Issue by Issue – Marvel Two-In-One #74

Writer – Mark Gruenwald
Artist – Frank Springer
Inker – Chic Stone
Colours – George Roussos
Letters – Michael Higgins

It is Christmas time at the Baxter Building and as per usual, everyone has left all their shopping until the last minute. What makes this issue special right off the bat is that while it does not begin on any big, action-packed note, it does feature Reed Richards and family at their best. Everyone is happy, having fun and making small talk and being the family that Marvel readers have fallen in love with over the years and all of it perfectly scripted by Mark Gruenwald. But being the Fantastic Four and more to the point, The Thing’s own book, it cannot go as uneventful as all that and who comes knocking on their door but the Puppet Master, Alicia’s dad who is newly paroled with a scheme to enact when the right moment comes along. With his stores of radioactive clay not being as potent as it used to be, he needs more and so concocts a plan that soon finds him, Alicia and The Thing on a trip to Transia where he hopes to procure more of the substance. At that point, he can finally get his revenge upon Benjamin J. Grimm. Things of course, do not go as smoothly as all that though, especially when one factors in karma and Phillip Masters goes missing. Ben and Alicia finally track the man down, ending up at a house where a woman named Bova and her charge Modred live. Bova has not seen Alicia’s father, but that is not to say he is nowhere to be found and they decide to stay for the night and start fresh in the morning. While all seems innocent enough, Gruenwald planted the seeds for readers to figure out just what happened to Masters and the audience has to know that somehow Modred is going to figure into it, what with him being a sorcerer and all, the mind of a child notwithstanding. When it all comes to light, and after a little misunderstanding with Ben shrunk down to the size of an insect, things are soon put right and all is well. Come the end, the Puppet Master has gained that which he sought, though just when and where he means to use it remains to be seen and such as it is, it all makes for a happy Christmas for the three of them. This was a truly fun tale, a bit of unassuming fluff for those looking for a light-hearted tale with great artwork by Frank Springer and Gruenwald at the top of his game.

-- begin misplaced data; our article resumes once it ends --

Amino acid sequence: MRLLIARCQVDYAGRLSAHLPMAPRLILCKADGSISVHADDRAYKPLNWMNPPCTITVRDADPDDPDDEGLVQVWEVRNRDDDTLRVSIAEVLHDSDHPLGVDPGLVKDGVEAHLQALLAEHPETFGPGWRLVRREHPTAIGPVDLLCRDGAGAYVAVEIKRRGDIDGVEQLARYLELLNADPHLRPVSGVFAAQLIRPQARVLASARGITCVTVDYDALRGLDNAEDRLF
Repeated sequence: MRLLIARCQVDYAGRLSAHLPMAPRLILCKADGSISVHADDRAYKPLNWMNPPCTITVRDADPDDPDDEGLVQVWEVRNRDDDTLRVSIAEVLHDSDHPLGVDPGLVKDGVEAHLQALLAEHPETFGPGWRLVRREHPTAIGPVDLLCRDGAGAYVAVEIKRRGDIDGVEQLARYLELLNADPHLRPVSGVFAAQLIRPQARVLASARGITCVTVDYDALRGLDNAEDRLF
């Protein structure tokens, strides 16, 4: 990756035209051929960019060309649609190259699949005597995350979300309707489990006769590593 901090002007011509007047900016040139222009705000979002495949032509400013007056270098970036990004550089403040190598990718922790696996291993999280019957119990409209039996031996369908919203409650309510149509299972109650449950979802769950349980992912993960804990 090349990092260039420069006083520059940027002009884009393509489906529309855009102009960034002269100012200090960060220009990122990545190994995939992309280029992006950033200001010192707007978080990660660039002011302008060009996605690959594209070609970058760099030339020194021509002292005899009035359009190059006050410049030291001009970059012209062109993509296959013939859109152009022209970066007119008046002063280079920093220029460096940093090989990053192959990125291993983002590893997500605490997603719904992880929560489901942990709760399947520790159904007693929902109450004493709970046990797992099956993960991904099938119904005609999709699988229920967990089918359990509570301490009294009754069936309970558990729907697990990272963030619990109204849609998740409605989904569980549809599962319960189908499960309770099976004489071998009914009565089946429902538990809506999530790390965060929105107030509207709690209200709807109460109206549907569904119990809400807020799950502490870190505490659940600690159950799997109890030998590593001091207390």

4 out of 5

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